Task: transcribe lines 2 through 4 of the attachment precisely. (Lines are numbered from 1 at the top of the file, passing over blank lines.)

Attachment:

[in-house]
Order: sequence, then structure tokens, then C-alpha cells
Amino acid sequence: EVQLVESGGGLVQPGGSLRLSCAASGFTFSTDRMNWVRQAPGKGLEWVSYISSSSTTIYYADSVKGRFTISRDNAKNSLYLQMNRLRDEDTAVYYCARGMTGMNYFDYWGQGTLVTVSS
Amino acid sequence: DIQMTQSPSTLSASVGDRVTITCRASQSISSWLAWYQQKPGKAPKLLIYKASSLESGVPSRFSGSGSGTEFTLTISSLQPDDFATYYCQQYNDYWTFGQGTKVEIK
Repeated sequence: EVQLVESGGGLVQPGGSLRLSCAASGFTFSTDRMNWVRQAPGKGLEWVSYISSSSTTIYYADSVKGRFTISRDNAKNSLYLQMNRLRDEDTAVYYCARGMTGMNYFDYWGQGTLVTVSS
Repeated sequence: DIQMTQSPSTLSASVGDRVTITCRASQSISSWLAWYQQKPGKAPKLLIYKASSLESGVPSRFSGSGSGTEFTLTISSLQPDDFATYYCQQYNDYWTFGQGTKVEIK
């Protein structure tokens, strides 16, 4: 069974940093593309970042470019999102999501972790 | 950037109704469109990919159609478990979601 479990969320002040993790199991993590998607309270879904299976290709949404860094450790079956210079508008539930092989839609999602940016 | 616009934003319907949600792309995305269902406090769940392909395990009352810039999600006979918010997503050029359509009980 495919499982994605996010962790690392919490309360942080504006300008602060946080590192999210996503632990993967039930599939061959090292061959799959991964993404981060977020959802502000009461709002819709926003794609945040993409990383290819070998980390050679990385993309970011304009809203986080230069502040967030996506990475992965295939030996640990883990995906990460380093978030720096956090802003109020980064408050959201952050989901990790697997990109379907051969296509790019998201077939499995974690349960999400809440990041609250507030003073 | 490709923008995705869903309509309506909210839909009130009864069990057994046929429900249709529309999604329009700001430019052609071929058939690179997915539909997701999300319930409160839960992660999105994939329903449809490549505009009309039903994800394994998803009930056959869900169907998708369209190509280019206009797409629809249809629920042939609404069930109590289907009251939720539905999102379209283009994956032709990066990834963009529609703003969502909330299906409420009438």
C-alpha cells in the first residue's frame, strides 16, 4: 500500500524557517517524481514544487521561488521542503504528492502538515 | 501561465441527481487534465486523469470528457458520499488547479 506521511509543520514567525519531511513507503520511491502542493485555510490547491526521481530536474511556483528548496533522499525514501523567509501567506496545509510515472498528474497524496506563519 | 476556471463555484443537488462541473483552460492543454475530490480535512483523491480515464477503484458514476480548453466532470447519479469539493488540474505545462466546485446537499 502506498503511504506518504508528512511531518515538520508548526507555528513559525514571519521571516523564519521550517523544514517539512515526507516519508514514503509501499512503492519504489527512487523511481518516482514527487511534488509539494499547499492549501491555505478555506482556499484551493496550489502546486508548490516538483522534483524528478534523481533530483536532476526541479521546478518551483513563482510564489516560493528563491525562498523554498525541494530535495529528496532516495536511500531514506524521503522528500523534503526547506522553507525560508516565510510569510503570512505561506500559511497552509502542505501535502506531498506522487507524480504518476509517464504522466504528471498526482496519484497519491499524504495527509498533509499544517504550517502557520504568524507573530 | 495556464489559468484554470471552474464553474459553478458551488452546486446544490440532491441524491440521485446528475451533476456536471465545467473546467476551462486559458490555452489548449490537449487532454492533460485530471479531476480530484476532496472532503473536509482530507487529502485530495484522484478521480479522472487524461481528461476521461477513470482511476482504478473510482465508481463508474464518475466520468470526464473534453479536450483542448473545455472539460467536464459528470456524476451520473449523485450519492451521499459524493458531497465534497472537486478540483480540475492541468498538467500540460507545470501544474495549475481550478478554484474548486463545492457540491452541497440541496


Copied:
Order: sequence, then structure tokens, then C-alpha cells
Amino acid sequence: EVQLVESGGGLVQPGGSLRLSCAASGFTFSTDRMNWVRQAPGKGLEWVSYISSSSTTIYYADSVKGRFTISRDNAKNSLYLQMNRLRDEDTAVYYCARGMTGMNYFDYWGQGTLVTVSS
Amino acid sequence: DIQMTQSPSTLSASVGDRVTITCRASQSISSWLAWYQQKPGKAPKLLIYKASSLESGVPSRFSGSGSGTEFTLTISSLQPDDFATYYCQQYNDYWTFGQGTKVEIK